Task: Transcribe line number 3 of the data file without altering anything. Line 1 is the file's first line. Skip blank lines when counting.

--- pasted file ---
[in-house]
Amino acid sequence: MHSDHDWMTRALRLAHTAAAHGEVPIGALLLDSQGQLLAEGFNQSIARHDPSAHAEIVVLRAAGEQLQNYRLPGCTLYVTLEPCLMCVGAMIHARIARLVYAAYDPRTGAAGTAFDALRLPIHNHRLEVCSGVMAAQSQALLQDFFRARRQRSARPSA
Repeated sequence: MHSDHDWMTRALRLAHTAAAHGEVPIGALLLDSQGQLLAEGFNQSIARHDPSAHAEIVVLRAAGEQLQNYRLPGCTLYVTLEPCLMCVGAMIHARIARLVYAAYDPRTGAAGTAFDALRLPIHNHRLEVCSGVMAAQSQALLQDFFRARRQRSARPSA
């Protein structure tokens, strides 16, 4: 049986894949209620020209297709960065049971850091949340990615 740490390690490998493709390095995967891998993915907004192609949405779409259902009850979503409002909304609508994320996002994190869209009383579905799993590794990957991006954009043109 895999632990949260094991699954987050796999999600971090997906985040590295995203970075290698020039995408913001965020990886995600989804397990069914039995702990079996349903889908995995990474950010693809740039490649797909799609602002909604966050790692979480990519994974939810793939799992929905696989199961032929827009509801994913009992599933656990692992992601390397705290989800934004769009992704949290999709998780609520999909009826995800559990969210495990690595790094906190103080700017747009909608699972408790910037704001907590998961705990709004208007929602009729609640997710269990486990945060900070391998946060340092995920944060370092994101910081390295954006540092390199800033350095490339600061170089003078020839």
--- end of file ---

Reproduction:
Repeated sequence: MHSDHDWMTRALRLAHTAAAHGEVPIGALLLDSQGQLLAEGFNQSIARHDPSAHAEIVVLRAAGEQLQNYRLPGCTLYVTLEPCLMCVGAMIHARIARLVYAAYDPRTGAAGTAFDALRLPIHNHRLEVCSGVMAAQSQALLQDFFRARRQRSARPSA